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Interview with Josh Muccio (Part 2)

Published 12/30/2016

In today's episode, we talk with Josh Muccio for part two of our interview about The Pitch. Make sure you catch part one!

Transcript (Generated by OpenAI Whisper)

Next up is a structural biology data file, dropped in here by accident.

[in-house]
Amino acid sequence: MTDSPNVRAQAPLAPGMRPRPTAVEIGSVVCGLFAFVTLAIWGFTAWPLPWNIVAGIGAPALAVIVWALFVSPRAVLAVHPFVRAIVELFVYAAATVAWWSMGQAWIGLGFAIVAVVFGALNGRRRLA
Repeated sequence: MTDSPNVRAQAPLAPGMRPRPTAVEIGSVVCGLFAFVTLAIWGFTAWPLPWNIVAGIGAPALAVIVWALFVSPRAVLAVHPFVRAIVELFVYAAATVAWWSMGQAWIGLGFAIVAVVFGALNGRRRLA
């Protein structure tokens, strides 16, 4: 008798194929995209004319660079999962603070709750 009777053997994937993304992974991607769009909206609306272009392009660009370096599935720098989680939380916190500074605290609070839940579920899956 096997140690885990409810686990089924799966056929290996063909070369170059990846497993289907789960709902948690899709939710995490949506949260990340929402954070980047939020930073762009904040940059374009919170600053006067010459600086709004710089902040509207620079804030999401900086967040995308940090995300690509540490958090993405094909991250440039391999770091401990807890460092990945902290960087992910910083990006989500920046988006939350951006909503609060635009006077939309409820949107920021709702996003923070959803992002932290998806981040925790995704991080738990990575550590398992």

You're always that, like you're always selling yourself, you know, every feature in. So that's a constant. But that would probably be the, the, the first, my number one recommendation. And if that's all you get out of, out of this, is to think of your product or your thing that you're building from other people's point of view and how it might benefit them. I'd say you'll be good to go. There's of course more to it than that. But. Hey, everyone. Welcome to Developer Tea. My name is Jonathan Cutrell. And in today's episode, the final episode for this year, we interview Josh Muccio. This is part two of the interview. Go and check out part one by going to spec.fm. Of course, happy new year to you all. I hope you all stay safe on New Year's Eve. I hope you enjoyed today's episode with Josh. Of course, this is part two. Josh is the founder of the pitch, or I guess the creator, one of the creators of the pitch. It's a podcast that is similar to the Shark Tank. We talked a little bit about it on the last episode. Of course, we're talking about pitching and how important it is to you as a developer in this interview. So check it out. Make sure you listen to part one before you go into this part. You may be a little bit confused if you listen to part two first. You can find that episode at spec.fm. Once again, we don't have a sponsor for today's episode. We will pick back up with our incredible line of sponsors in the new year. Thank you so much for listening to Developer Tea today and this year and enjoy this interview with Josh Muccio. Yeah, I like people asking, you know, technically, why am I not getting hired? I've done all the right things, but obviously, obviously, you know, doing all the right things is not. It's a form response is the problem, right? Yeah. And it's exactly what you're saying. Don't memorize your pitch. No, it's not a formula. Case closed. Yeah, well said. Know your product inside and out. Yeah, but don't memorize it. Absolutely. Very, very different things. That's really good. I mean, and then another tip for that kind of, and it doesn't work in every scenario, but in most, it does. If you can, if there is a formula, if you can somehow incorporate a question into your pitch, especially when you're obviously doing this, you know, assumes you're on one-on-one interviews, doesn't work on a stage necessarily, unless it's a rhetorical question or a joke or something. But on a one-on-one conversation, asking a question that makes the person actually think or get in the context of what you're talking about. And for example, for me, if I'm actually literally talking to somebody in an elevator and they ask, what do I do? The first question I'll ask is, well, have you heard of the show Shark Tank? And of course, everybody says, yes. If not, then I guess I would have a problem. But I have yet to encounter that. And as soon as I know they're on that page, well, I said, well, our show is a lot like that, but it's a podcast. And I kind of then, you know, reiterate it. And then another huge thing, if we're talking formulas here, is say what you have to say, and then shut up. And let silence be your ally. Because a lot of times, everyone in the room is thinking about what you just said. And like, they're probably have a really good next question, or they're pondering your idea or whatever it is. And then you, oh, oh, it was quiet. I better fill that silence. And you start saying something else. Well, whatever train they were on is gone. And it might have been a good one. And so, and just in negotiations in general, I mean, its silence is actually your friend. It's hard for people to learn, for sure. Yeah. Yeah. But I think it works in pitches too. And like if you feel uncomfortable, just smile. Fill the silence with like, you know, some sort of nonverbal, you know, hopefully a good nonverbal. And you'll be better off than talking, I think. I had 100% agree with this. It's actually, it's interesting. You mentioned it. Did you watch lost the show lost? I did. I was. Okay. Yeah. I got sucked in. Yeah. So one of the obviously, one of the most compelling characters in the show was the smoke monster. Right. I'm not going to give anything away for those of you who are way late on this. Don't worry. There's there's not any. No, you should give it away. Maybe they'll get, you know, a good point of life back. Yeah. Here's the thing though. I loved this, this character because it was so mysterious. And the thing that I think was so powerful about this character, the smoke monster that would just, you know, kind of randomly appear. And it was very, it was a very aggressive thing. But it was also very opinionated and all these things. The thing that I loved about it was that you didn't know, like there's so much mystery around what this thing was. And everyone could really kind of fill in the blanks for themselves. Right. And so what you make in your own mind is going to fill in the blanks better than if someone else fills in those blanks for you. And so when they revealed what the smoke monster was on the show, it lost all that mystery and intrigue. And it became this kind of plastic thing. And it really ruined the character for me. And I think that that principle actually applies in a lot of scenarios. And for example, when you're talking about investors, them filling in the blanks of the possibilities of this product, right. That's going to be better than you trying to list all the possibilities of the product. And yeah, in fact, you listing the possibilities of your product is going to be a telltale sign that you don't know what you're building. Right. Yeah. You can be. And then if they suggest all the other things and they think of them, you know, because they might be obvious, they might be obvious to everybody. But in their minds, they start suggesting these things and you're receptive to them. Even to the point of saying, oh, that's a really great idea. Even if you've thought that before, you know, like acknowledge that your specifically works in an investor meeting. But by doing that, you're showing that you're a teachable person that you're open to ideas from others. And you know, these are all traits people are looking for in most any position. So yeah, that's really cool. And you're also giving them a chance in your pitch meeting to collaborate with you when you do that. Yes. That's a really cool, that's a really cool thing. And to feel like you've just added added an idea to the to the bucket and that somebody else validated that idea, that's a visceral like base level human positive response. Yeah. Exactly. And bottom line in any pitch meeting, you're selling yourself in any type of, I mean, like a lot of this stuff could actually probably translate into dating. And now I've never given really a huge advice or dating advice. But I'm sure there's somebody out there who has. So I'm going to actually stay away from that though. Well, I mean, the principle stays the same, right? If you actually believe in the thing that you're selling, in other words, if you actually believe, like this is a confidence thing when you're coming when it's talking about dating, you hear a lot of people, I'm sure have heard this advice that dating is all about self confidence, right? Well, the reality is so much of what you what you do when you sell or when you really when you're trying to get people on your side, right? That's what this is about. It's about having confidence in the thing that you're selling. If you have no confidence in yourself them or let's let's switch back away from dating, if you have no confidence in your product, then why are you selling it? Like I'm going to understand your product through your lens first. And if your lens is already seeing that as a less, a lesser than product like a poor product, then I'm probably going to adopt what you're already saying. So true. And that's actually my fifth point is to get confident in your pitch. But here's the thing with confidence, like you can't manufacture it. Right. It has to be authentic. You just can't because people see through that BS, like they're going to see right through and some of those irritating people you know, you can think of them in your own head, are the people that know it all and are super confident, but they actually aren't. And so that's what's so annoying about it is they think they know everything, they act like they know everything. And it's just, it's not the kind of person you want to be around, right? Well, that, you know, that's that's going to translate in every scenario as well. So I think I think the thing about having genuine confidence is like you don't get genuine, like there's no formula again to genuine confidence other than like doing the time, putting in the time and actually being proficient in the thing or actually having some unique thesis. I mean, a lot of confidence, all you used to use the founder slash entrepreneur scenario, because that's what I'm comfortable with. But a lot of confidence in that comes from talking with customers and like taking their passion and their pains onto yourself. And when you know a customer or a market and like better than anybody else, they people will trust you and you're going to lose confidence in ways you can't even manufacture even if you tried. So yeah, confidence. I mean, if you, if you, let's, let's present the scenario, if you had a, just a pile of money and it was hidden away in a secret room, I'm just presenting a scenario for the sake of illustration, but it's just, it's just in this room, right? And to get in this room, you have to pay $100, but once you walk in the room, you can get anywhere between $500 and $500,000, right? Okay. And there are three people that are standing outside that room and you're trying to convince them that it's worth the $100. This is the ultimate pitch scenario, right? Yeah, you're going to give up $100, but the opportunity is just, it's incredible. And I know what I have, right? That's, that is like the, the golden scenario. Now, the problem is that, the problem is when you say you know what you have, but you don't actually know what you have, like maybe it's a bunch of monopoly money in that room, right? Yeah. That's, that's where the person that's listening to you, they have to judge, does this person really know what they have? Are they, are they presenting something that's fake? Are they lying to me? But, but that's really what selling is about is, is understanding what you have in the room and understanding what somebody has to give up to access. What is in that room? Right? So this is just classic. Everybody does this. And it's, it's the problem with being so deep into what you're doing that you can't see the big broader picture. And this is why it's so helpful to have a coach, to have somebody who's not even like in your, your domain, but like, it could be a family member that doesn't give a crap and like, you know, is the kind of person that like doesn't understand what you do and won't try to understand? Like those people are actually great for this because, let me explain. So what happens is you pitch your product or you pitch your thing that you're doing. And you spend all of your time talking about the features of that product, your app and like how it works and all the different things it does and all the cool little buttons and windows and like cool little tricks it can do. And that is the wrong thing to put in your pitch. If somebody asks you a specific question about what it does or like what the best feature of your product does, then you answer that. But when you sell something like you, you aren't selling a pile of features. You're selling what those features allow that person, customer, whatever to do. And people had just, it's really hard to do this because like what do you get excited about as a, as a developer? It's the things that you can do. It's the features that you're building and like you build things feature by feature, right? Sure. Yeah. And well, not always, but yeah. Often. So, so breaking out of that can be really, really difficult. So that's why it's helpful to have somebody completely disconnected from you to kind of find a way like how do they describe your product? Yeah. And like and describe it that way at first and then let the investor or the person that you're talking to let them pry and ask questions and then you answer those questions directly. Guarantee their ability to actually retain that information will be 10 times better if they ask the question and you respond versus you just feeding them that information up front. And that goes back to something that you said earlier too. If you're surrounding yourself with people who agree with you and you're just kind of looking at each other and saying, yeah, we're pretty good at this. And then you go into a pitch meeting and you're totally shot down, right? And when I say pitch meeting again, we're not just talking about pitching to investors, but just in general anytime when you have your closest group of confidence or in your professional sphere, if you and the developers are all in your corner and you're all stewing and brewing against the designers or against the project managers or against the boss or really against anyone and you're doing it together and you're just feeding each other's anger, frustration or or even your own pride if you're feeding those things, then you're probably not learning, right? And what you said earlier about being willing to learn and that being something that investors typically are looking for is someone who is open to learning. They're open to this experience that's coming from an investor. If you're not willing to learn, if you're only surrounding yourself with people who agree with you, then you're probably not going to get pitching down very well. That's really great advice. I mean, it's so true. I mean, one of the things we do is actually we have coaching as part of our podcast. It's like the one thing that we hawk on the show and I don't like to hawk products on podcasts, but it's enough of our listeners express their interest in that. And so we ended up offering that as a service to people. And so we essentially are that third party for people in startups that need help crafting their pitch. And we partnered with other really smart people who know even more about the stuff than I do. And so we kind of essentially have like a class that people can go through and we just coach them on their on their pitch and like selling it the way that people need to hear it and not the way they think about it in their head. And that's good. It's it's so fun and interesting doing these things because so often like you can tell that the breakthrough when they get it or when you tweak their pitch or come on to something that they didn't think of on their own, all of a sudden like it's not just affecting their pitch to investors. They're thinking about their business differently. They're thinking about their thing and the potential of it differently. Just by changing essentially a few words and changing I mean it's all kind of semantics, but when those when those changes in words just drastic it's I don't even know how to describe it very well, but it happens all the time and it's just really really cool. And I think it hits on there's just something fundamental about pitching and like getting better at it. It's almost like you're just becoming a better communicator. You're better able to yeah express your feelings to other people and that's a big deal. It's bigger than let me let's not get past this very quickly. That is a very big deal. I think that a lot of people underestimate it, underestimate communication more specifically and they take the facts as the only things that matter. I see this for developers all the time. I see developers who are coming out of high school and they're going into their degree program and basically what they are taught or I guess what they believe just naturally or somebody is disseminating the information that your degree program will determine your career. Especially in development a lot of people have this this perspective that you know getting into a big job at Google is most likely you know you need to go to a top a top tier school like MIT or something. And I can tell you definitively that that's not true. Like without a doubt obviously there are benefits to going to good schools. Right? And that's where that comes from. There's benefits to going to places where they're very smart people doing really interesting really challenging things at the forefront of the field. But to think that you know getting yourself to a place or getting yourself into a position at a company or at a school or really anywhere in society even to think that that is a you know logical sum of the parts is totally the wrong thought right. It's much more much more about communication. What Josh is saying I don't want people to miss this. This idea that you communicating your feelings is unimportant as a developer. I can tell you most of your raises are going to happen because of your of your relationships and because you actually perfected this art of communication with the people around you. It's not optional. If you want to be a great developer. If you want to be a great anything. This is not optional. You have to think about communication. You know this is really interesting and and perhaps not directly related. But I have to mention it during one of the episodes of season two which hasn't come out yet. It'll go live January 11th actually the first episode. There's a female founder pitching her idea and she comes into the room with like such confidence such moxie such like I'll walk out the door like I don't care kind of attitude like my businesses is so awesome that like you're either going to investor you're not and it was actually so much that some of the investors actually got a little bit tipped at her the way she delivered that emanated almost. Yeah. You know I don't know for not not intimidated but kind of like weirded out by it. They they said it just kind of gave them like the wrong I guess the wrong but like well one person said like I'll be honest like I hated her in the beginning and he says that he says it like on the podcast he's like I did I came to like her over time and and but it was really interesting because there's a real there's a moment in the recording that essentially divided the whole the whole room of investors and then they ended up talking in post about how like as a woman and we can't talk to this because we're guys but I feel like it's cool to to bring it up anyway but like that's how she kind of almost overcame whatever she felt like might be a sexism bias she felt like if she can overcome that in like confidence in how she delivered stuff that she'd be better off and and essentially that we we find out later like that's what she did like she was purposefully being a little bit more confident and cocky than she normally would be because she felt like she needed to do that and in the end people felt better when they found out she wasn't her personality actually wasn't that but the bottom line not to give too much away but she got the deal and she absolutely crushed it and you know I don't know what the take home message of that is but one of the things that was talked about amongst the investors afterwards as they said if that was a guy that came in here with that kind of attitude the girl says one of the female investors says this you all the other male investors would have not thought anything of it you would have loved him yeah yeah but because it was a girl of course so then we're kind of getting into the sexist conversation but it was so interesting and so I couldn't help but think man like this is like I don't know that it's a good picture yeah yeah it's a really good picture of walking in and it and saying hey I've thought about the communication like so much so that I'm ready to to perform what I have thought about right and not not in a I don't know I wasn't there obviously I'm looking forward to listening to that because that'll be really interesting but you know coming in and saying hey like this isn't I'm not first of all I'm not the stereotypical thing I'm going to get your attention right and maybe maybe she just struck gold or maybe she actually had a really good plan there and you know in the long run she was just kind of genius level yeah in her plan yeah but but the fact that she thought about it is more than most people do right the fact that she thought about how am I going to be received as a person just just by default because because of my gender or whatever and most people don't have the energy or don't take the energy to even go that far yeah it's really true it's really true it's good awesome well this is really good information Josh I want you to tell us a little bit more about the coaching opportunity and then you missed you mentioned it and just so everybody knows this is this is entirely voluntary Josh isn't a sponsor I'm not sponsoring the pitch none of that is happening in the background not anybody knowing about it but I do want to hear about these about these the coaching opportunity because I think a lot of people actually and I'll be interested to know how you would feel about you a developer coming to you and saying hey I'd like to just be coached on career development and if that's a possibility so that's interesting we haven't coached anyone on career development and I don't know that we could necessarily pitch it that way but we could talk to a developer and say like let's let's talk about your delivery how do you deliver yourself how do you how do you pitch yourself not necessarily what does your resume look like but what is the message behind your resume and is it actually reflecting who you are is there you know that kind of synergy between the two because I think and again like it's hard when you look at your product just like a look at yourself it's hard because you know all of your intricacies all of all of your features you know but like seeing the big vision for yourself from from the outside really takes help from somebody else outside yourself you know and so you know even if you don't work with somebody like us and our new program that we're launching coaching for developers I'm just kidding you know like just just finding somebody to talk to you're gonna you're gonna get you're gonna find little pieces about how others see you and it'll it might change how you pitch yourself and it can often you know make you think introspectively about about yourself and who you really are and I think that's always a good exercise whether you're preparing for an interview or not so yeah I actually read this recently speaking of coaching obviously the the most common form of coaching that everyone is familiar with is athletic coaching right and in the athletic world you know getting to a a state where you are a good athlete at like an average good athlete the guy who is a weekend warrior and he's like the top of the team that plays you know at the court in the neighborhood on Saturdays you know that's something that generally you can do on your own you don't really need a specialist to come in and you know coach your former or anything but in general um to get past that level the pro athletes they cannot become pro athletes and they cannot maintain their professional level of athleticism without coaching because they can't it's like a physical limitation you're unable to see your own uh shortcomings yeah right uh there's no amount of self evaluation that can elevate your game um so that that concept applies to so much else but specifically when you're talking about elevating your own pitch like man it is a hundred percent true that somebody outside of you needs to tell you what's wrong it's true and I think I think it fundamentally can also just be an insecurity thing people it's hard to sell yourself right like yeah yeah because you see the worst side of you as well as the best part of you um you know when you go to pitch or when you go into an interview like you you know all that so pitching I keep saying that giving the best version of yourself and like telling your story really really well it's just hard because your mind is clouded by all the things that you're not amazing at um yeah and I think it's also important to know that in any interview um like people aren't expecting perfection you know it it's almost helpful if you can kind of give them some of that imperfection right off the bat so that they aren't concerned about what are you hiding you know whether that's just quirks about kind of your your delivery or like you know who you act like maybe you have an obsession with you know I don't know cats on the internet like I don't know uh or start track like you know all the old like whatever it is maybe you don't incorporate that into your pitch but you you get what I'm saying like um yeah and yeah having those human elements I think um and so a lot of times in in pitches people actually incorporate some humor or something like that that well I think this is why we're seeing like so many people use you know giffy or things like that along with messages is because like that's like like it's just a human kind of way to make you know a very sterile messaging you know text make it very human and quirky and um I don't know I think it I think people can can benefit um in pitching from being a little bit more human and a less uh less composed yeah 100% agree with it this is why I mentioned at the very beginning of of today's episode or I guess at this point we're probably in part two uh definitely um so the last episode I mentioned that that Josh and I had been talking already because you know I say hello at the beginning of the episode mostly for you the listeners benefit but the reality is Josh and I have been talking for five or six minutes um and it's going to be much easier for Josh and I to feel authentic if we are just opening up and being honest like transparent you're going to hear this episode after it's been edited there's stuff that you're going to miss out on uh because the editing process removes it um but but the truth is a lot of what we a lot of what we present uh in our day-to-day lives or in our jobs or you know eventually those people who buy in they're going to see the real you and so if they get a glimpse of the real you if they see something they like when they see the real you like when they see those barriers kind of broken down uh perhaps they're going to be more likely to buy into that yeah because it's all about connection right like yeah I mean we're looking to connect with other people and how much am I going to hate hanging out with this person at a Christmas party like like that's that's you know a strangely applicable concern for some people you know that's right and and and it's and it's you know we we often take that stuff for granted because we think everybody else is is stone cold and just looking at the money and we're the only ones who have feelings yeah we're the only humans in the room yeah exactly but it's it's just not true it's not true it just isn't Jonathan not at all cool all right well we're coming to the end of the interview here I think we've covered uh do you have any anything else that you would like to mention drosh that we haven't covered oh no I mean I think it's uh it's all I've like I've really enjoyed being on the show like this is uh this was uh just it was fun I enjoyed it thank you thank you for coming and thank you for uh for being a part and for making a really cool show um January 11th you said correct January 11th the first episode will drop and I can't wait also I'm a little nervous uh I'm watching uh Josh is on camera by the way and I am not on camera and I've been watching him every time he talks about uh season two he gets super excited I've been watching the the visual cues um so it's apparently it's apparently going to be really really cool so uh make sure you and I assume that it's going to be coming out on the same feed that the current one is is and that season one is out on is that true it definitely is and Jon then we've made a different bet than you we are going over quality for quality over quantity on our show uh so much so that in the not to say your shows aren't quality that's not what I'm saying but you pump out serious here Josh correctly yes um but our show like we were to every other week so you I know you started out like two a week and then you went up to three and the listeners wanted you to kind of back off a little bit because the quality wasn't up to par right um well we started out at two weeks every other week and then we went to once a week and that was a real challenge for us um even getting to that um yeah because I start my first podcast daily hunt which is the one we had Brian loving on um that one actually just never went anywhere we just couldn't get significant traction there and I was doing it it was a daily podcast uh wow and it uh it it made me realize that not always is quantity over better than quality and I felt like online like it normally is you know more blog posts are better than less more stuff uh is normally better and uh I guess I got um so burnout on that that I said well the next thing I'm gonna do it's gonna the focus is gonna be entirely on quality um yeah I guess in season two we're taking that to the extreme to the point where we recorded everything in October and we're spending from October to January you know making these things the best they can be so um you know to be continue and I suppose right well we'll compare numbers here in a year and uh see who's winning wink wink you know what it's what's really awesome about this though is is we have to we have to not in the podcast now um what's really really great about this discussion is that the fact that both sides can be right in this in this argument I hope so and and and well and I believe like many many things have been proved have proven this to be true that there are some very successful like once a month podcasts out there maybe not once a month well I know hardcore history for example is seldomly released but it's is at the very very long episodes yes very long episodes that guys crazy uh and and it's really just it's more about like just a different format like your your show is gonna be significantly different in terms of format right yes people people can skip an episode of Developer Tea. I say this openly uh and and not feel like they miss something or they can they can say you know what I'm not really interested in listening uh to Jonathan Ramble on about pitching so I'm gonna skip I'm gonna skip this one yeah and um and and not really you know miss out on a lot of value whereas if if you were to go and do that with something like serial you know you're you're gonna be lost and it's not gonna really work out for you uh so I I want it to be kind of if we're looking at if we're comparing podcasts to like TV shows um um Developer Tea. is is more like Seinfeld you can just kind of pick up an episode and listen to it aside from a couple of aside from a couple of the like uh developer career map right there's there a little bit connected to each other but in general what I want it to be is is very episodic in nature in that uh it's it's constrained to the episode as much as possible so that if you do want to skip it you can and if you want to pick up an episode in two years from now you can go back and listen to episode number 12 and it's probably still gonna be you know somewhat relevant yep you know as much as I would love to say that our show is the complete opposite of that it's not uh unfortunately uh all of our shows are kind of self-contained um we we haven't created mystery between episodes or uh things like that it I don't see how it actually could work for our format uh but man I I realized here recently that like this is gonna sound weird because I know a lot of people hate fiction podcasts um I'm a real science fiction nut I've just found that out the past couple of years and uh so I you've discovered that about yourself oh great man like I can make me read a business book or or make me read like a dry um self-improvement book and like I'll want to cry myself to sleep like or I will literally just fall secret book and so then I like feel guilty because I'm like Josh you like you need to be reading you need to you know keep learning and stay on top of things um but then like get me into a science fiction book and I'll stay up till like one or two in the morning reading that sucker and then but but it like inspires me to think about the future and then I might actually get some reading down of those those business books but like that's just how I work anyway uh fiction podcasts uh like um limetown is a really interesting one uh life after is one that's going on right now it's the continuation of the message podcast any of these have you listened to I haven't no I well I've heard of limetown and it seems like a bunch of people who listen to cereal ended up kind of crossing over into into that one but I haven't listened to any of them because as I said very early in this podcast uh I just don't have time to listen to many podcasts unfortunately it's a it's a very strange thing to be a podcaster it is and uh and to not take the time I feel like I I owe it to the world to listen to more podcast video I totally I totally I mean the same boat but I mean for me like there's a lot of these fiction podcasts are actually shorter and they're because they're episodic and they uh like they're essentially telling a story over seven episodes they could be told in two or three but they break it up in smaller chunks and then leave you hanging you know a week even though they've got the whole thing produced they wait to release the episodes uh you know usually weekly and uh man like all of these fiction podcasts like I'll either binge listen to all of them like from start to finish because I'm so hooked or or they're the first podcast I listened to in my feed and I realized that I think it was just today because the new episode of life after came out over the weekend so I'm looking through I've got a platter of podcasts I can listen to that I subscribe to and the one I went to was that fiction one not because I don't like the other ones but because I was left on like like cliffhanger you mentioned you know mystery creating mystery and how powerful that is and it's just funny because it's it's not even true like it's a fiction podcast uh but I guess I'm just a sucker for that stuff yeah well I mean uh I am I watch TV I'll admit it I know a lot of people a lot of people it's trendy to to cut the cord and to stop watching TV yeah but but but we still watch a couple of shows and yeah we get invested in the characters you know we we actually watched a couple episodes of of this is us recently and it's it's it's heavy it's really heavy um yeah I heard about it at first at least yeah uh I mean it's not all heavy don't don't get me wrong it's not like a dark show by any means but um it was heavier than we expected it to be especially with uh with my wife Lauren being pregnant right now uh if you've seen the show you can imagine that that the the first episode um for a woman who's pregnant is uh is a pretty emotional roller coaster at the very least but um yeah so it totally makes sense people people buy into stories and that that's the power of story right it's gonna leave you really wanting to be a part of something yeah well if you want to really be a pro at your pitch you'll find out how to incorporate story into your pitch too but you know that's kind of a thing to level up to yeah yeah I'm just story story is one of those uh is is like an underlying um super power it is it can take so many different forms too it's uh not not just the classic um you know protagonist antagonist storyline so uh have you see I do you get any stranger things oh yeah okay yeah we love stranger things yes this is great I can't wait to season two it's coming soon yeah and everybody has uh has there varying opinions of which direction they'll take it but um I what's your mind you know I really don't I'm not sure that I have one yet um I know that they're shooting it in Atlanta which is really cool uh I used I went to Georgia Tech so I used to live in Atlanta so I see everyone so I'll see something that kind of looks you know somewhat familiar it looks at lantern to me yeah and I see uh but I'm not sure I think that they will uh they'll spend some time expanding the underground uh well the upside down spoiler alert but oh yeah hopefully you've seen about I'm but yeah expanding a little bit more on that concept of the upside down and uh and maybe adding more characters there you know what I mean oh yeah that was one big mystery for me is I didn't know how many of them there were but as you can't get that from the cast list yes right like oh sure they could add like five characters and in the upside down and it wouldn't change the cast list at all I'm trying to figure out what I can say without giving away spoilers uh well I mean I feel like we we preface did so if you're if you don't want to be spoiled on stranger things on a developer podcast by the way let's let's be very clear uh then then press pause or fast forward or something but yeah yeah cool all right well now we can wrap it up um this has been a great conversation uh really enjoyed enjoy talking with you Josh I do like to ask two questions to every guest that I have on the show okay my first question is what do you wish more people would ask you about oh this is gonna sound really weird but I wish uh I wish more people would ask about my kids uh most of my professional network is built because of the podcast so people don't actually see me in person and so they don't they don't necessarily know that I have kids and you know I'm not the guy posting tons of stuff about my kids on social media so um but yeah it's it takes up such a big part of my life that it's hard for me uh to feel like I'm really connecting with with people at times because they don't know my kids and we can't talk about my kids and whatever the latest thing is that they're doing so I realize that's a total dad thing to say you know single uh guys and girls out there are probably rolling their eyes but uh it's I can't help it uh I'm a dad three so no I think that makes as as a new as a dad well as a future dad to be soon soon to be dad um that makes sense to me because it's it it does from the moment that you find out that it's gonna happen it starts consuming a pretty significant portion of your thought and your energy yes yeah it oh man and it's only beginning I'm still trying to fathom what's gonna happen when I go from two to three uh I'm having a hard time with it oh that's great uh so so well why don't you tell us uh if you if you want to share a short bit about your children oh put me on the spot here well um so my oldest uh Gia she's four years old she's going to preschool now and uh we're in the Christmas season so she's just saying some Christmas carols uh and it just uh melted my little heart what what can I say that's like very that's it talks about their personality um okay so my youngest uh who's two he he's like your typical boy who right now is like running around making spaceship sounds and like crashing into things all the time and uh annoying his sister and uh my my sister's the older of my uh kids she's four and she is the bossy um bossy sibling always telling uh her younger brother what to do and we're always trying to tell her not to stop um oh man I don't feel like I'm doing my kids justice here I didn't mean to make me feel obligated to ask about my kids uh oh no that I always ask this question so that we can do something that is uh very different unconventional from from the average topic yeah and and everybody has a different and you'd be surprised how many people start out by saying this is gonna be weird but yeah right it's everybody has a different thing that that that they just don't get to talk about as often as as they want to that's really good yeah uh and and so the second question that I always ask my guess is if you could give every developer 30 seconds of advice what would you tell them I would say set a side a portion of your day every day whether you're employed or unemployed right now um to email the people behind the stuff that you're uh admiring you know you're like every day you're probably finding stuff that you think is cool somebody working on um you know a great something awesome on GitHub or whatever and or somebody on um you know they write something awesome that's trending on uh why commentaire news is that what is called hacker news i'm sorry um and like actually email that person and and make a connection because you can use twitter like you can use some of these things i always try to use those as gateway to email as our keg as it may sound because i find that the relationships i have with people over email are are the strongest relationships of the people i meet online and then obviously the even stronger would be if i could actually talk to them on the phone for a little bit and so that's kind of the the level up from there if people will you know if they respond to my email but i don't do it with any specific ask because normally that's what gets people to like they don't have any interest in you if you're asking for something right up front yeah yeah but you never know what those connections will mean later on down the road um and i'm just not really about the linkedin you know connections or the twitter follows or even the facebook friends i just find that when once you connect with somebody over email um it's just it's just a little bit stronger it's closer to human i think than than most other internet communications so if you can set aside you know twenty fifteen minutes of your day um to send two or three emails to people you respect for whatever excuse you have um do it i think it'll if you do it consistently over time and that's a principle i found that really you know works because of a book i read called the slight edge and it just changed my my outlook so i do simple things like that every day that i believe over time will will really reap um my brain starting to go it's i must be tired reap reap rewards as much as i try to say yeah let me add on to that because i think uh this is such a cool idea it's it's things the five minutes the ten minutes that you do or don't spend can make a massive impact you know it only takes a few minutes to send what could be a life-changing email and you don't really know which ones are going to be the life-changing ones right this is actually one of the reasons why we open our phones so often is because uh the messages we get from other people they very well could be the best news we've ever gotten right like it's kind of an amazing thing that uh and and on the flip side it could also be very bad news which is kind of the the more depressing perspective on on the subject but uh on the on the on the same note you know a lot of the opportunities that you get or a lot of the announcements that you receive they're coming to you digitally and it's it's kind of an amazing thing that we don't really recognize when it happens but uh what that means is you can also participate in that you can actually be a part of that cool stream of uh of good awesome emails that are coming to people's inboxes you know it's it's actually a really cool thing to receive an email that says hey i just wanted to tell you that you're doing something awesome even as you know as people who are doing something that's relatively public now that uh enough people have listened to this show that you would think that i'm getting a significant number of emails you'd be surprised how few people actually take the time to sit down and write an email it's so right true it's amazing uh and and and i read every single one that i get yeah i love it what every single one i really do yeah it's i mean and that may sound like lip service it's not like it legitimately is uh is is a touching thing so um i would i would add on what i was going to add on to this first of all a hundred percent agree but secondly um if you are in a services industry if you if you are servicing clients um like if you're in an agency like i am at whiteboard take some time to actually talk to your clients uh when they don't need something um um send an email to a client that is is just doing really good at what they do and instead of them only talking to you when there's an error on their website or when they need you to send an email out or something like that talk to them proactively and build that relationship and say hey you know what i've been thinking about you i think that what you do is really awesome i'm really glad we're in relationship together and really glad that you decided to work with me that kind of stuff builds such good relational and it's not just about building relational equity because that that treats it very coldly it's also about the simple fact that your life is going to be better if you have good relationships with good people it's it's a pretty simple concept right yes it is it's so true that's really good Josh thank you so much for your time i know we're we're uh we've pushed this interview to an hour and a half so uh yeah this is my fault or partially my fault i think we were we were co-conspirators on on the on the pushing yep thank you so much for your time and and thank you for doing really cool podcasts really great idea and for doing it with conviction i can tell that you really believe in the work you do so that's it's really great to encounter the people who believe in what they do uh thanks well it took it took a little while i didn't believe in it in first awesome Josh thank you so much thank you jothin thank you so much for listening to today's episode of developer tv final episode of 2016 i'm looking forward to 2017 of course we are going on two years coming up in january remember january is going to be java script january here on developer tv we aren't going to do every single episode based on java script but there will be quite a few episodes where we discuss something java script related if you have a guest or a question that is specific to java script please let me know you can email me at developer tv gmail.com or you can contact me on the spec slack community by going spec.fm slash slack you can join it's free for you and there's thousands of developers and designers by the way we're hanging out in that slack channel uh or slack community rather and are just talking to each other about what they're doing that day it's really cool go and check out spec.fm slash slack thank you again to Josh Muccio for joining me for today's episode make sure you subscribe to his podcast the pitch by going to the pitch.fm thank you so much for listening in 2016 and until next year enjoy your tea.